A permanent U.S. resident arrested in the Bosnian capital of Sarajevo abandoned the United States in 2013 to join the Islamic State group and cheer on suicide bombers while recruiting and spreading propaganda on the internet, authorities said Wednesday.
William F. Sweeney Jr., head of the New York FBI office, said Mirsad Kandic expressed a desire to travel overseas to kill or maim U.S. military forces long before he used fake documents to overcome a no-fly designation in December 2013 and travel to Turkey. From there, he joined the terrorist group, Sweeney said.
The former Bronx and Brooklyn resident was extradited Tuesday from Bosnia and Herzegovina to face a six-count indictment including charges of conspiracy and providing and attempting to provide support to the Islamic State. He has been detained since his July arrest in Sarajevo.
“Kandic is now back in New York, no longer living freely among us, but rather in federal custody to face justice,” Sweeney said of charges that carry a potential for a life prison sentence.
James Branden, a lawyer for Kandic, said he had no immediate comment. His client pleaded not guilty in Brooklyn and was detained without bail.
Acting U.S. Attorney Bridget M. Rohde said Kandic recruited others to join the Islamic State group, “swelling their ranks and helping them commit terrorist acts such as suicide bombings.”
A government detention memo listed deadly attacks carried out by Islamic State supporters, including 2015 shootings in Garland, Texas, and San Bernardino, California, along with a June 2016 club shooting in Orlando, Florida, and numerous attacks overseas, but there was no mention of a truck that swerved through a bike lane in Manhattan on Tuesday, killing eight people.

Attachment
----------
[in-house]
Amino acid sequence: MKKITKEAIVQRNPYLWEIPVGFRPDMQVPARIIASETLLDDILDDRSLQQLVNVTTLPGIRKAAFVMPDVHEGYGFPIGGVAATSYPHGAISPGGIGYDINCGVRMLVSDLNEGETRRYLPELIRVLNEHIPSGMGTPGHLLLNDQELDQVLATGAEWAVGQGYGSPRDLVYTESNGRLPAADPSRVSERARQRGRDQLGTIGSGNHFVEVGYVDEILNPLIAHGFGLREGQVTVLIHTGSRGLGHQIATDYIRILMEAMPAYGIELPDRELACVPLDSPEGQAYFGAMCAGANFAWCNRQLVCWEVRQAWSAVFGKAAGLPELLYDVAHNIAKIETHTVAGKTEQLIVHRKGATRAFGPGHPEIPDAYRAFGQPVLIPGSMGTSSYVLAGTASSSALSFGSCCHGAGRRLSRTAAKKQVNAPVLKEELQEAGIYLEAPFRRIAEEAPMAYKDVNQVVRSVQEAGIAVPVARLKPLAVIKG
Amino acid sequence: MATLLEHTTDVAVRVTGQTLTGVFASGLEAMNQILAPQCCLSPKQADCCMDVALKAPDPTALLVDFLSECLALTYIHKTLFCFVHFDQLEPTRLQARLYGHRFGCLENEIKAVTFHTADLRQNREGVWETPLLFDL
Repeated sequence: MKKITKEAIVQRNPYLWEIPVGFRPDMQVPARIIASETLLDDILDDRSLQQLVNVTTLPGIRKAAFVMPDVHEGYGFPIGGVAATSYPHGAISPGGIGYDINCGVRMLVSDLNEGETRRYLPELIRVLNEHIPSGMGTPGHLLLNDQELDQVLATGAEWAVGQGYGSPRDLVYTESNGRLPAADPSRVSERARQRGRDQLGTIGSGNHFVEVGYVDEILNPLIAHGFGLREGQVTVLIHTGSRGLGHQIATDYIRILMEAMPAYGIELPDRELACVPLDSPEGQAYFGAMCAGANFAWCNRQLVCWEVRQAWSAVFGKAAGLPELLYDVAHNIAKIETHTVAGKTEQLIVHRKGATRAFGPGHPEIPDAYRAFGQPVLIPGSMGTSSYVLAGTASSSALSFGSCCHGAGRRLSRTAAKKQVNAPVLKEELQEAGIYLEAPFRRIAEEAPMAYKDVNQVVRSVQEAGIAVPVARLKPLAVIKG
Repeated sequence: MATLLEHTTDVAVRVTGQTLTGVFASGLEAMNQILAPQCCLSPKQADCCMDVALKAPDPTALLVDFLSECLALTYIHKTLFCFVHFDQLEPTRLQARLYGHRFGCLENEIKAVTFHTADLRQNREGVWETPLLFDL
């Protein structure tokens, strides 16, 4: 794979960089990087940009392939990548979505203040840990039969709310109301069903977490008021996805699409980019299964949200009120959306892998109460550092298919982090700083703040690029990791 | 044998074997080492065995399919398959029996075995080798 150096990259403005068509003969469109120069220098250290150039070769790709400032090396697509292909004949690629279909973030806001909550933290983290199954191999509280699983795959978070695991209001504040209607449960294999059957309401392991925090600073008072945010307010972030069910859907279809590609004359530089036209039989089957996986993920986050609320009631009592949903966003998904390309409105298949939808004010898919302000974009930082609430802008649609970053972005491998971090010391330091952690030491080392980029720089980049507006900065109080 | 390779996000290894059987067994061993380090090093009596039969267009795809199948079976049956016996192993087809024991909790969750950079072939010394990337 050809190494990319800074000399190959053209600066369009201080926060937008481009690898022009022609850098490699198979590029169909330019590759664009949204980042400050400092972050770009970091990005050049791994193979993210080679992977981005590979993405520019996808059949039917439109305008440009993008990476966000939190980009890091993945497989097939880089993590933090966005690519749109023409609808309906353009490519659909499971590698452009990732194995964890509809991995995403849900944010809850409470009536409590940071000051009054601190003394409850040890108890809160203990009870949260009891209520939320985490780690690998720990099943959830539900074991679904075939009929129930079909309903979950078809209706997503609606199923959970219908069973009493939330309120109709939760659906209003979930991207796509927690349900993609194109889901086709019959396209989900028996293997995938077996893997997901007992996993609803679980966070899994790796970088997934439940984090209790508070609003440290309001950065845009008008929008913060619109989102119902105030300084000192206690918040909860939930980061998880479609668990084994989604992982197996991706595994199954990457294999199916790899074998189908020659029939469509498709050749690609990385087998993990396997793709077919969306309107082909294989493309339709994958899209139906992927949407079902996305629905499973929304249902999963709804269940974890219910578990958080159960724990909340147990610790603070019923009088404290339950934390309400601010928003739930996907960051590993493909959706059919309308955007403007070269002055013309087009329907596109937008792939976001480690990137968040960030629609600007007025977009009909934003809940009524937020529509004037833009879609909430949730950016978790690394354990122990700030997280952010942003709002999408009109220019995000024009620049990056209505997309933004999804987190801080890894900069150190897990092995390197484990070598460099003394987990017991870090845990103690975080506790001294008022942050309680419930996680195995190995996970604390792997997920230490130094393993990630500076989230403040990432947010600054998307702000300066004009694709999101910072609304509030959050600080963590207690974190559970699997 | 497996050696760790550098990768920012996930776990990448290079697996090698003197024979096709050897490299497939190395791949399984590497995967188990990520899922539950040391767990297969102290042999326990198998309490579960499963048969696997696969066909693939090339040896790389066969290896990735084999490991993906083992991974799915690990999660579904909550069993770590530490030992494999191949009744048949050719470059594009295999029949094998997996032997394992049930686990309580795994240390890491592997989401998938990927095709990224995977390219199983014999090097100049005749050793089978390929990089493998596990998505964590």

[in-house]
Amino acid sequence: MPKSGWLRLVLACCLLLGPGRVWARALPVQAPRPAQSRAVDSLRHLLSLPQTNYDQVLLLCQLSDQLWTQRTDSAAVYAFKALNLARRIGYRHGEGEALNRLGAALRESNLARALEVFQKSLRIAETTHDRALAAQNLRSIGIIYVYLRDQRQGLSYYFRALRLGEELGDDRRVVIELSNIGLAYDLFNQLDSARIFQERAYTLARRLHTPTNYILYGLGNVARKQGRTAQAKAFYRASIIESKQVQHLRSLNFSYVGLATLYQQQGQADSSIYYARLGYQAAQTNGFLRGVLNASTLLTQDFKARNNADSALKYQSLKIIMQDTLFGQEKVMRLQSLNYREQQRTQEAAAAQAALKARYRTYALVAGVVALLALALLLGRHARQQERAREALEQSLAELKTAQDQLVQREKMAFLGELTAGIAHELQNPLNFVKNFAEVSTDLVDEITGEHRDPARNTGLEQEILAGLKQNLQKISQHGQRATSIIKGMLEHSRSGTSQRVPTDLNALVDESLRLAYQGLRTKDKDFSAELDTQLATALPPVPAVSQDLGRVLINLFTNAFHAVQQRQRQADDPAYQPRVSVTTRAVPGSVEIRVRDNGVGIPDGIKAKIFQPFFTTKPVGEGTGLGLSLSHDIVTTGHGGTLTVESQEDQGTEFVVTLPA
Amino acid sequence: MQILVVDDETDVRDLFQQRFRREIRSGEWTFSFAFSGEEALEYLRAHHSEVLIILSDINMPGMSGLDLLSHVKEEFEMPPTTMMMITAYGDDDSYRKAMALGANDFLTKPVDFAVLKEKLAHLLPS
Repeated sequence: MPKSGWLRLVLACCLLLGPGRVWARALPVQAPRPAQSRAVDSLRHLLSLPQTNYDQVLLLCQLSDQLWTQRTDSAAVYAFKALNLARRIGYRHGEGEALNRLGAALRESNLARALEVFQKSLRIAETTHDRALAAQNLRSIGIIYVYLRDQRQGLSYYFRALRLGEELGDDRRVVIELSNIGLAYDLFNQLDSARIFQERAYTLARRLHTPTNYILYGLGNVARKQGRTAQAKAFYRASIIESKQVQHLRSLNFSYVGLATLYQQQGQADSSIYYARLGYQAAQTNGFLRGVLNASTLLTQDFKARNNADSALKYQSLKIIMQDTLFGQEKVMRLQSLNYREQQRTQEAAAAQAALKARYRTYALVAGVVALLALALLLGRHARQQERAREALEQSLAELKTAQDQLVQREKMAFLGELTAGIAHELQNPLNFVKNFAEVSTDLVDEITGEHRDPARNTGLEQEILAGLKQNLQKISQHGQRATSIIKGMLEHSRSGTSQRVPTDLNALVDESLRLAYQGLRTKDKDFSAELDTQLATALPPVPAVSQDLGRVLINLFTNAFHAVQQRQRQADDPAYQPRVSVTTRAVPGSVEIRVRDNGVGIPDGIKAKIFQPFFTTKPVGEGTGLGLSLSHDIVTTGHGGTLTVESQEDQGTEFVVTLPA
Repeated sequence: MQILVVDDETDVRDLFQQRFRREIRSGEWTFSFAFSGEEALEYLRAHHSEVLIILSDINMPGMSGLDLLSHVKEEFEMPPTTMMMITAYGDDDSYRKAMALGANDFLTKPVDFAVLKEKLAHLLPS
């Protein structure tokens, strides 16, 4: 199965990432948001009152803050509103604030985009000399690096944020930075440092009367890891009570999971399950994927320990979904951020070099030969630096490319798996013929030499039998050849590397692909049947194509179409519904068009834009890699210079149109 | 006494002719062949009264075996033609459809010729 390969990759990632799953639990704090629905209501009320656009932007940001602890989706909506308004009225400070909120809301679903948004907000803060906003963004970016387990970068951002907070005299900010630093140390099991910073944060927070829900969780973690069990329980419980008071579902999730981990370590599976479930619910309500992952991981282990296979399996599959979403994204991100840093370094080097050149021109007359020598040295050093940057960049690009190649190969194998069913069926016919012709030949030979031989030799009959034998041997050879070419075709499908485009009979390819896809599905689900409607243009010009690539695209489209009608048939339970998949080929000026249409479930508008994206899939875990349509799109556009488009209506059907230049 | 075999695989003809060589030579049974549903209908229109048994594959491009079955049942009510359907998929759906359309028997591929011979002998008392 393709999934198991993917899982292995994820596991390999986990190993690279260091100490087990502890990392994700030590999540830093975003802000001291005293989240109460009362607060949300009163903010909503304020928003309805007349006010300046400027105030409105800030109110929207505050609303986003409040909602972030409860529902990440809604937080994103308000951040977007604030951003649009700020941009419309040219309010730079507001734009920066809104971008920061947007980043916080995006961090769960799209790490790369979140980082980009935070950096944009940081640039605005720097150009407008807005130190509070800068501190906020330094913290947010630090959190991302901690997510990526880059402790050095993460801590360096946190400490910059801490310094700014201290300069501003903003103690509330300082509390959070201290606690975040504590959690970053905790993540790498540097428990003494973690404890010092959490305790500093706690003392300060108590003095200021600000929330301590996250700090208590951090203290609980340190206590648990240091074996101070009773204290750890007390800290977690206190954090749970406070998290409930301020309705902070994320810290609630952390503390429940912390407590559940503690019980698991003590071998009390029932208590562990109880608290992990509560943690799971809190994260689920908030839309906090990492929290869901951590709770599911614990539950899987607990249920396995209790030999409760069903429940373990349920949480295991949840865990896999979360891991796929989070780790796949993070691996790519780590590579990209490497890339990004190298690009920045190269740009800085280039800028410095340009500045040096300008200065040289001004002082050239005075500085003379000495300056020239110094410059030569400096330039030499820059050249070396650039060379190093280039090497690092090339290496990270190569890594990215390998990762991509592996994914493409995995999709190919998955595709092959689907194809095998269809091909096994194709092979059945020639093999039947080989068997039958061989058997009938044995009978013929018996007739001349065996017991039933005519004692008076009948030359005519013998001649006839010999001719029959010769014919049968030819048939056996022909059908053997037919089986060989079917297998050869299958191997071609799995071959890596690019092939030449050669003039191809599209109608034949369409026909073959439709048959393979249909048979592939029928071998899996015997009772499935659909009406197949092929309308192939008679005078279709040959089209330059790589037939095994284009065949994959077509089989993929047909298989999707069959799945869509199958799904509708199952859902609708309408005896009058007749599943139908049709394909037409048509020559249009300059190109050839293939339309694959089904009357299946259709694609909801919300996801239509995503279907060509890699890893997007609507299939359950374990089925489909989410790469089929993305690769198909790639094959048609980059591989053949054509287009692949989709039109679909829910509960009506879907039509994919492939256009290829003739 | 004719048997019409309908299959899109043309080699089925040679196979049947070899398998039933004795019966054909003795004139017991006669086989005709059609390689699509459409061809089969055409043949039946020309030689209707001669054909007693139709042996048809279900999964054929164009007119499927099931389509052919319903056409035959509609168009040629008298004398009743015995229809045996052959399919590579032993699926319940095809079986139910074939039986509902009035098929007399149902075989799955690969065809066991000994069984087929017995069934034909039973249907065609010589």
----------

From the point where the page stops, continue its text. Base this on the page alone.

The government said Kandic began as early as 2005 to express a desire to travel to Pakistan, Afghanistan and elsewhere in the Middle East to fight U.S. forces in martyrdom missions.
“By late 2013, the defendant began trying to realize those objectives,” prosecutors wrote.
Authorities said Kandic recruited individuals from the United States, the United Kingdom, Australia, and elsewhere to travel to Syria and Iraq and join the group’s battles. They said he told an associate online that he worked in Turkey in the Islamic State’s border office as part of a team that conducted background checks of foreign fighters who wanted to go to Syria.
In court filings unsealed Wednesday, prosecutors said Kandic’s voice was captured in a recorded voice memo to an associate saying he had sent over 20,000 fighters to a region that included Syria.
Sweeney said Kandic assisted Jake Bilardi, an 18-year-old Australian citizen who died in a suicide bomb attack west of Baghdad in March 2015.
In court papers, prosecutors said Bilardi told Kandic through a Twitter message shortly before the attack that he “just went to look at my target today for my operation.”
“May All-ah reward you immensely,” Kandic was quoted as responding.
Prosecutors said Kandic disseminated terrorism propaganda through over 100 Twitter accounts.